This week we put together a program to learn more about some of the recent rumors and controversy surrounding refugee resettlement in northern MN. That got us thinking ahead to election 2020 and how we as citizens can spot false information designed to stir up communities.
Throughout Spotlight we heard from local officials and reporters like Beltrami County Commissioner Reed Olson, Marshall Helmberger from the Timberjay newspaper and data reporter Greta Kaul from MinnPost.
We also met Fatima Said – once a refugee from Bosnia who resettled and stayed in Minnesota. She’ll tell us her personal story and tell us about her organization in Winona Project FINE, that welcomes and assists new refugees and immigrants in Minnesota.
Sarah Bignall helped me begin our conversation about checking our own media habits and sources of information.
And Bob Garfield – cohost of WNYC’s On the Media talks with us about his new book “American Manifesto: Saving Democracy From Villains, Vandals, and Ourselves”.
SO WHY THIS TOPIC ON SPOTLIGHT?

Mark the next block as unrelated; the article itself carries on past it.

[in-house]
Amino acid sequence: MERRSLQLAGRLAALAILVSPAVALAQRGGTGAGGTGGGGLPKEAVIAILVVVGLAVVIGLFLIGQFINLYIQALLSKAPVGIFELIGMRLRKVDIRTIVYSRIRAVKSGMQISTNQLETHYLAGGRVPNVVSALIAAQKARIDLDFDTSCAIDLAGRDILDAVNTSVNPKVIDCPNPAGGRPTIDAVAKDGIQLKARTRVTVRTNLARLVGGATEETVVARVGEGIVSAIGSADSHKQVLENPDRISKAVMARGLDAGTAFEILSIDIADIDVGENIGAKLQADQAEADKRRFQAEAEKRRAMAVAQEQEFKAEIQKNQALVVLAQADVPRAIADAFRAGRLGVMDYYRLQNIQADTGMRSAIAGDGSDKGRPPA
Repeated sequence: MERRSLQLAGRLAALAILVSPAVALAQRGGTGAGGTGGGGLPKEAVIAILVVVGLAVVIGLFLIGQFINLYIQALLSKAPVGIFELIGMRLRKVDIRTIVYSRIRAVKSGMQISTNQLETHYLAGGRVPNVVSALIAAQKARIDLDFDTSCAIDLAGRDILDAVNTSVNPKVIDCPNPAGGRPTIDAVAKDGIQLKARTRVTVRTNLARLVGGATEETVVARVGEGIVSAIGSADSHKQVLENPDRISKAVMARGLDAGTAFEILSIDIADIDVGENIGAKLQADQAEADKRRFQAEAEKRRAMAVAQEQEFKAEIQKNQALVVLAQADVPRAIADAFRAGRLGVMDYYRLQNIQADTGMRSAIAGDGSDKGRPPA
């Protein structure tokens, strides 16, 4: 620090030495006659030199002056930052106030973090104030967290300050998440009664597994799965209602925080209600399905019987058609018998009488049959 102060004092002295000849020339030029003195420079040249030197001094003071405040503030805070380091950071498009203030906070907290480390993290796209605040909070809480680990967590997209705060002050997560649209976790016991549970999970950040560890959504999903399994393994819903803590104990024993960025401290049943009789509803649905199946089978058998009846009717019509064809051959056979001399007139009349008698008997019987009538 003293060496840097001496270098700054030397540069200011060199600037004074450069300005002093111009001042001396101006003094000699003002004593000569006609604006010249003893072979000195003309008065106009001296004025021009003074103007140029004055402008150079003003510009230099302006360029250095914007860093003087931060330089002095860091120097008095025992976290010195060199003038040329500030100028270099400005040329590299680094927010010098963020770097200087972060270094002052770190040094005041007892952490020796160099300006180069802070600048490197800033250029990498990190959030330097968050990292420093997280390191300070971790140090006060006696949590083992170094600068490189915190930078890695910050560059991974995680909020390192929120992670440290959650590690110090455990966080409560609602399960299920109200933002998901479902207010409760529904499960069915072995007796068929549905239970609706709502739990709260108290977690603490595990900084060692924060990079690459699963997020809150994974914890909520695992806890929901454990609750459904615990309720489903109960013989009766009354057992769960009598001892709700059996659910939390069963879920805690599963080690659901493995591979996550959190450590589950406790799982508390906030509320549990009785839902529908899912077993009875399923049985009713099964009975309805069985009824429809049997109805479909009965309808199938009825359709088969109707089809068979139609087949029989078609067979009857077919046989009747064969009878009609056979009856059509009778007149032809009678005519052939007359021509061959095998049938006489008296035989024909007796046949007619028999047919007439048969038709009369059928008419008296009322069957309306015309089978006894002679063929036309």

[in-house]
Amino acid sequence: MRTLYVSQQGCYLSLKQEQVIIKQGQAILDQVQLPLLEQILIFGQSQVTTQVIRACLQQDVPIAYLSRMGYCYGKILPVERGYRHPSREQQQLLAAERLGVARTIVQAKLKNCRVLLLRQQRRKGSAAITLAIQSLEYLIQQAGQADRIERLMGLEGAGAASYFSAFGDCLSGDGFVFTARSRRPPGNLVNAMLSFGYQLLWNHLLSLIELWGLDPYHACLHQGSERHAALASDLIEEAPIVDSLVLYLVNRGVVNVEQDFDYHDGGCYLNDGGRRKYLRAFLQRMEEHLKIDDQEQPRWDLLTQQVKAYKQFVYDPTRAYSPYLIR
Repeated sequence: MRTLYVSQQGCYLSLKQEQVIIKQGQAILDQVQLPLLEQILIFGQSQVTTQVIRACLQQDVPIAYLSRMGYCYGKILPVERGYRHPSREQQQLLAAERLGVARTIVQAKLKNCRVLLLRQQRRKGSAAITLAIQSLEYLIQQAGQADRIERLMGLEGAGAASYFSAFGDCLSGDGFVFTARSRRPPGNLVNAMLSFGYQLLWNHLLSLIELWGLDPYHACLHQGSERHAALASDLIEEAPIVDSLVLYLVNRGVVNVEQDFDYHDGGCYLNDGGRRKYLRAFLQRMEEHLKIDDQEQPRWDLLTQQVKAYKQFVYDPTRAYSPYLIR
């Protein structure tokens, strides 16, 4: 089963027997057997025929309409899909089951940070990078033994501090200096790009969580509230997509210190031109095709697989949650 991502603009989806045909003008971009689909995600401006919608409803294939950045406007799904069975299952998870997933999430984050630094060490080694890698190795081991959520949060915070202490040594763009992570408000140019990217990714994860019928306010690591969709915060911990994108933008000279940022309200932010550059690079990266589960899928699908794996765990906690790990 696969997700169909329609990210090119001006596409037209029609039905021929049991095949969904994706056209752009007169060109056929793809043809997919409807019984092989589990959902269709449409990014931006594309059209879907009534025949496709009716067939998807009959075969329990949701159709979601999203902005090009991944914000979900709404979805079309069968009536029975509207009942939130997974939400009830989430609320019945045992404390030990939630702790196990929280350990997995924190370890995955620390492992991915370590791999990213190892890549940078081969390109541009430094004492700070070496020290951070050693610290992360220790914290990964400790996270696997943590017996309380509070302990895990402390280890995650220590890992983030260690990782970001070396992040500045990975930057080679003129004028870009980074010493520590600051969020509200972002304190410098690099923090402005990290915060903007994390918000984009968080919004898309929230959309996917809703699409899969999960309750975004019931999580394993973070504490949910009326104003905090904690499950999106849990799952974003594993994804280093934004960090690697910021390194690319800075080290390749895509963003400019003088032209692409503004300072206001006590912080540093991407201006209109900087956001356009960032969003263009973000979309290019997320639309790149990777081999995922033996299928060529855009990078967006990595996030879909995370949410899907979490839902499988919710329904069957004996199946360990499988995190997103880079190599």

President Trump issued an executive order last September to give local governments the authority to decide if they would accept refugees for resettlement.
Refugees, as defined by the United Nations is a person who has fled their home country due to persecution (due to race, religion, nationality, political opinion or membership in a social group), war or violence.
The Immigrant Law Center of MN says that refugees are the most screened migrants to enter the U.S. After they are screened by the United Nations they undergo a U.S. screening process that involves 8 security agencies and lasts a minimum of 18-24 months.
In the state of MN the farthest northern resettlement is St. Cloud. This means that counties like Beltrami, Itasca and St. Louis are nearly 100 miles outside of any possible resettlement.
When a place is found for a refugee – they must sign a promissory note to pay back the cost of their plane ticket.
One misconception about refugees is the state of MN is that they don’t pay taxes or they get free housing. This is not true. Most refugees, once arriving, enter the workforce and contribute to MN’s economy and expansion of our tax base.
Many of these rumors have said that thousands or even 6000 refugees will be arriving in counties unless the vote is NO by a county board.
The numbers don’t add up. Refugees allowed into the US and MN has been decreasing – especially in MN.
In 2019 891 total refugees came to the state of MN. They were resettled in many different places, none north of St. Cloud.
In 2018 663 refugees were resettled in Minnesota.
Also an interesting twist to this issue – a federal judge recently issued a temporary block on President Trump’s executive order – which makes the issue uncertain right now.
Here are some additional sources of information:
MN Legislative Reference Library's Resource Guide to Immigrants in Minnesota